Rhubarb Basics to Know for the Best Spring Eats
Springtime is rhubarb time! Fans of rhubarb adore how it brings the tart factor to seasonal desserts and unexpected tang to savory dishes. Whether you need to prepare rhubarb for pie or any number of rhubarb recipes, here's everything you need to know during rhubarb season.
Take full advantage of rhubarb season this year! Those pink and green stalks add big flavor and color to spring recipes. They can go sweet or savory, like in our strawberry rhubarb pie or rhubarb pulled pork. We'll break down the basics of cooking with rhubarb so you'll know how to prep it, how to select good rhubarb at the store or farmers market, and tips on freezing rhubarb to save those fresh flavors for later in the year. Then try some of our best rhubarb recipes.
What Is Rhubarb?
Because the stalks of rhubarb most often make their way into dessert recipes, rhubarb sauce, and other sweets, many people think rhubarb is a fruit. However, as a member of the buckwheat family, rhubarb is actually a vegetable. Two types of rhubarb make their way into markets: they are hothouse and field-grown rhubarb varieties.
This variety has pink to pale-red stalks with greenish-yellow leaves and it's what you'll usually find at the grocery store. If you aren't blessed with a rhubarb plant in your yard and need to know where to buy rhubarb, just check the produce section at your local grocery store during spring months. Out of season, you'll be hard-pressed to find rhubarb outside the frozen aisle.
More intensely flavored, this seasonal variety of rhubarb is distinguished by its dark red stalks and green leaves. It's a farmers market favorite from April to June.
Test Kitchen Tip: If you find rhubarb too tart for your tastes, look for rhubarb recipes that bring some sweet fruits to the mix. Strawberry-rhubarb is a classic combination in pies, crisps, and other desserts.
Is Rhubarb Poisonous?
Rhubarb stalks are totally safe to eat both raw and cooked. However, you should never eat rhubarb leaves; they contain a toxin called oxalic acid that makes them poisonous and could lead to kidney failure.
When Is Rhubarb in Season?
Hothouse rhubarb is available year-round in some markets. Field-grown rhubarb, however, is available February through June, with its peak season from April through June. Since peak rhubarb season is so short, you'll want to take advantage of it by making your favorite rhubarb recipes while you can. You can always find frozen rhubarb in the freezer section of grocery stores when you're in a pinch.
How to Choose Rhubarb
Look for crisp stalks that are firm and tender. Avoid rhubarb stalks that look wilted, feel woody, or are very thick. Aside from the flavor differences between hothouse rhubarb and field-grown rhubarb, the color of the stalks doesn't have much impact on taste. For the tenderest, sweetest stalks, look for firm young stalks that are less than 2 inches wide.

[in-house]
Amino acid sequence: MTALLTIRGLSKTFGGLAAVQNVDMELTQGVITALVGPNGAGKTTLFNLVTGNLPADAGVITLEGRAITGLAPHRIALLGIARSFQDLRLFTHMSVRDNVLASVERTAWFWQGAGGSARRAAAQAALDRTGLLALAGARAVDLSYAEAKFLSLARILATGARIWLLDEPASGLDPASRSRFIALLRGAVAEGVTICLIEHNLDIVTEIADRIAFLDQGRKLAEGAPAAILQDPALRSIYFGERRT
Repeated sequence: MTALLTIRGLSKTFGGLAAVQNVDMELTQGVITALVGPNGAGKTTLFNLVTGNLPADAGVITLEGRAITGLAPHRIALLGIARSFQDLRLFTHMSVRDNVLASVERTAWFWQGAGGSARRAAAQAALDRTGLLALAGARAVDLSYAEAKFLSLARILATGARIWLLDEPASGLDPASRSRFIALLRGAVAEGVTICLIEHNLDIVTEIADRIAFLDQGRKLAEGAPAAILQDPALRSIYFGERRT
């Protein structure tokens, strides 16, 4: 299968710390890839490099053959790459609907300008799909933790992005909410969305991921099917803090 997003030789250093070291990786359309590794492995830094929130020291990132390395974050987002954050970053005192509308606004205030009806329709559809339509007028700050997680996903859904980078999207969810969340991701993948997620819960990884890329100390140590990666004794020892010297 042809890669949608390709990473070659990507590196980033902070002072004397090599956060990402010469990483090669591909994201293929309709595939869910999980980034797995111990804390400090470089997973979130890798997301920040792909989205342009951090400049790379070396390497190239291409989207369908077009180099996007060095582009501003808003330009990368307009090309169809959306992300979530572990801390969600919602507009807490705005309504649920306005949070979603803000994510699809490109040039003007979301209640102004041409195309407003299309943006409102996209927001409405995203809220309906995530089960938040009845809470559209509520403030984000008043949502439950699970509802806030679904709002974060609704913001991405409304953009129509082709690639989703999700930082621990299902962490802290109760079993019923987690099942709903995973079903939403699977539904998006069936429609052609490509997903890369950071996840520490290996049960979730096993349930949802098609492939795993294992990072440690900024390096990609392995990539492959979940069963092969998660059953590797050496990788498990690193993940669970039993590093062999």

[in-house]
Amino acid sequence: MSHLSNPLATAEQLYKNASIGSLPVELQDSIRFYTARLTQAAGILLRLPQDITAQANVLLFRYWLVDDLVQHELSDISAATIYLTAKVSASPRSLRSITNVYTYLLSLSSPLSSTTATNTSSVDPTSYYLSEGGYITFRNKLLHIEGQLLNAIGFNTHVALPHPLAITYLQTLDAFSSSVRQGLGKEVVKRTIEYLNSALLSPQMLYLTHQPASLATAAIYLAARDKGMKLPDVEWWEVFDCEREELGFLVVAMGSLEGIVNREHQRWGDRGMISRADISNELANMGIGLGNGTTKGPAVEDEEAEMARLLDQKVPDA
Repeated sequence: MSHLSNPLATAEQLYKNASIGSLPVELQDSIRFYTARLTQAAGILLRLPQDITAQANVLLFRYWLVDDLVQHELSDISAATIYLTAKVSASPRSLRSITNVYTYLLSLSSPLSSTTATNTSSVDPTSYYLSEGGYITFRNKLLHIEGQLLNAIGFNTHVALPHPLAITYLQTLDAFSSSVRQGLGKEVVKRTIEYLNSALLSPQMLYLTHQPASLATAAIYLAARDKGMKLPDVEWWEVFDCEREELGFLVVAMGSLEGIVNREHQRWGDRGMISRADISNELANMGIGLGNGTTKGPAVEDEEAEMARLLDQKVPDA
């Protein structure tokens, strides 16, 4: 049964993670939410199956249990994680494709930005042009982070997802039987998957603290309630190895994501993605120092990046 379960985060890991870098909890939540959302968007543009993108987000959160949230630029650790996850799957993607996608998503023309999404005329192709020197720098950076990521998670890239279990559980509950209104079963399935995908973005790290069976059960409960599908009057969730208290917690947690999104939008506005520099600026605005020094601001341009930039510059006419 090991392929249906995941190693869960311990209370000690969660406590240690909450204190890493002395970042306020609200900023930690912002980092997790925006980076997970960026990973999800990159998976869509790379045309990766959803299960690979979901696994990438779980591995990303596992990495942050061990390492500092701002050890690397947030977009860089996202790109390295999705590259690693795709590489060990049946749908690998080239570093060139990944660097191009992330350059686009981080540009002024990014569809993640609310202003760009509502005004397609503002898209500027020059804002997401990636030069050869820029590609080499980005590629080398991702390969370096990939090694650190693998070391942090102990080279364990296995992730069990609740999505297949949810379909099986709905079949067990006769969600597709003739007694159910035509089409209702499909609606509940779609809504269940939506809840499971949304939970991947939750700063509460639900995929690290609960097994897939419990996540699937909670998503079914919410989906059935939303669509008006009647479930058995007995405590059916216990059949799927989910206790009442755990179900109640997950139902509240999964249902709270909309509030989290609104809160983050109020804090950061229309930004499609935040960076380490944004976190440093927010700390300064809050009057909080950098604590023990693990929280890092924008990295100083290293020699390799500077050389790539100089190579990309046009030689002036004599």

If you have a rhubarb patch of your own, here's how to get it from the soil to your kitchen:
- Harvest the stalks in spring and early summer. The stalks at the outer edge of the plant can be pulled off at the soil line when the leaves are fully open and developed.
- Take hold of the stalk close to the soil line, and give a slight twist as you pull. Never take more than about a third of the stalks at one time.
- Stop harvesting rhubarb before midsummer and let the plant continue to grow.
How to Store Rhubarb
Cut off and discard any leaves from the rhubarb stalks (if present).To store rhubarb stalks, wrap them tightly in plastic wrap or reusable storage bags ( $15.99, Target) and refrigerate up to 3 days.
How to Prepare Rhubarb
Before cooking, trim stalks at the top and bottom. As mentioned above, discard any leave because they're poisonous. Cut away and discard any tough, woody, or bruised parts of the stalks. Wash the stalks thoroughly and scrub with a vegetable brush. You don't need to peel peak-season rhubarb, but by midsummer the stalks tend to be tough and fibrous, so you might need to peel them to make them tastier.
Test Kitchen Tip: Yes, you can eat rhubarb raw, just avoid the poisonous leaves.
How to Freeze Rhubarb
If you have more rhubarb than you can use in the next few days, lucky you! Rhubarb freezes well. Here's how to freeze rhubarb step-by-step.
Step 1: Clean
Discard leaves and woody ends. Wash rhubarb with cool tap water, but do not soak. Drain.
Step 2: Cut
Arrange the stalks parallel on a cutting board. Using a sharp, long-bladed knife (such as a chef's knife), cut the stalks into ½- to 1-inch pieces or as directed in your recipe.
Step 3: Blanch (optional)
Fill your sink or a large container with ice water. Then fill a large pot with water, using 1 gallon of water per 1 pound of prepared rhubarb. Bring the pot of water to boiling. Add prepared rhubarb to the boiling water; cover. Start timing immediately and cook over high heat for 1 minute (2 minutes if you live 5,000 feet or higher above sea level). As soon as the blanching time is complete, use a slotted spoon to remove the rhubarb from the boiling water. Immediately plunge the rhubarb into the ice water. Chill for 1 minute (2 minutes for high-altitude cooking); drain.
Test Kitchen Tip: If you're planning to store frozen rhubarb 3 months or longer, the blanching step may help preserve the color of fresh rhubarb better. If you'll be using the rhubarb sooner, you can skip this step.
Step 4: Flash freeze
Place cut (and blanched, if desired) rhubarb on a parchment-lined baking sheet and flash freeze until firm (about 2 to 3 hours).
Step 5: Label containers and freeze
Label freezer bags or containers with contents and the date and freeze up to one year. To use frozen rhubarb, simply thaw in its container in the refrigerator and use as you would fresh rhubarb in recipes.